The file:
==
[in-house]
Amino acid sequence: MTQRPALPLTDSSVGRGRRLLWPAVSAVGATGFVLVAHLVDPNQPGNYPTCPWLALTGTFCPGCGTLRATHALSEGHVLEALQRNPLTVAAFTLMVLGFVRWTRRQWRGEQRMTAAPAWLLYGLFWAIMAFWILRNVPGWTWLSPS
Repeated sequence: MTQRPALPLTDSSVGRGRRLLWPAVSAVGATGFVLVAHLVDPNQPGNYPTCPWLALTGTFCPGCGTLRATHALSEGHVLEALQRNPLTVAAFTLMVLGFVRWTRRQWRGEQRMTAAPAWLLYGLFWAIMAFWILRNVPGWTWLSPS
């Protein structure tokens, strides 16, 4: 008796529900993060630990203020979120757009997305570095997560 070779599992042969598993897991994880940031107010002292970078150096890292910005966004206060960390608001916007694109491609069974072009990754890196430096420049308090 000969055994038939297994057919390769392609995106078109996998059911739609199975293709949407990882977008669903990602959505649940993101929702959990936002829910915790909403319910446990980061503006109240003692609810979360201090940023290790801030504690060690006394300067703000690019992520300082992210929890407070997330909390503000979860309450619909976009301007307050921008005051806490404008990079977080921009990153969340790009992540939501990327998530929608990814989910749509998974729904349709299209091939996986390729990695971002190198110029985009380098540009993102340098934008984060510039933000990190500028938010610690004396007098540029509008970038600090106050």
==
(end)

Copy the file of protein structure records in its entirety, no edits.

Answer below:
[in-house]
Amino acid sequence: MTQRPALPLTDSSVGRGRRLLWPAVSAVGATGFVLVAHLVDPNQPGNYPTCPWLALTGTFCPGCGTLRATHALSEGHVLEALQRNPLTVAAFTLMVLGFVRWTRRQWRGEQRMTAAPAWLLYGLFWAIMAFWILRNVPGWTWLSPS
Repeated sequence: MTQRPALPLTDSSVGRGRRLLWPAVSAVGATGFVLVAHLVDPNQPGNYPTCPWLALTGTFCPGCGTLRATHALSEGHVLEALQRNPLTVAAFTLMVLGFVRWTRRQWRGEQRMTAAPAWLLYGLFWAIMAFWILRNVPGWTWLSPS
């Protein structure tokens, strides 16, 4: 008796529900993060630990203020979120757009997305570095997560 070779599992042969598993897991994880940031107010002292970078150096890292910005966004206060960390608001916007694109491609069974072009990754890196430096420049308090 000969055994038939297994057919390769392609995106078109996998059911739609199975293709949407990882977008669903990602959505649940993101929702959990936002829910915790909403319910446990980061503006109240003692609810979360201090940023290790801030504690060690006394300067703000690019992520300082992210929890407070997330909390503000979860309450619909976009301007307050921008005051806490404008990079977080921009990153969340790009992540939501990327998530929608990814989910749509998974729904349709299209091939996986390729990695971002190198110029985009380098540009993102340098934008984060510039933000990190500028938010610690004396007098540029509008970038600090106050």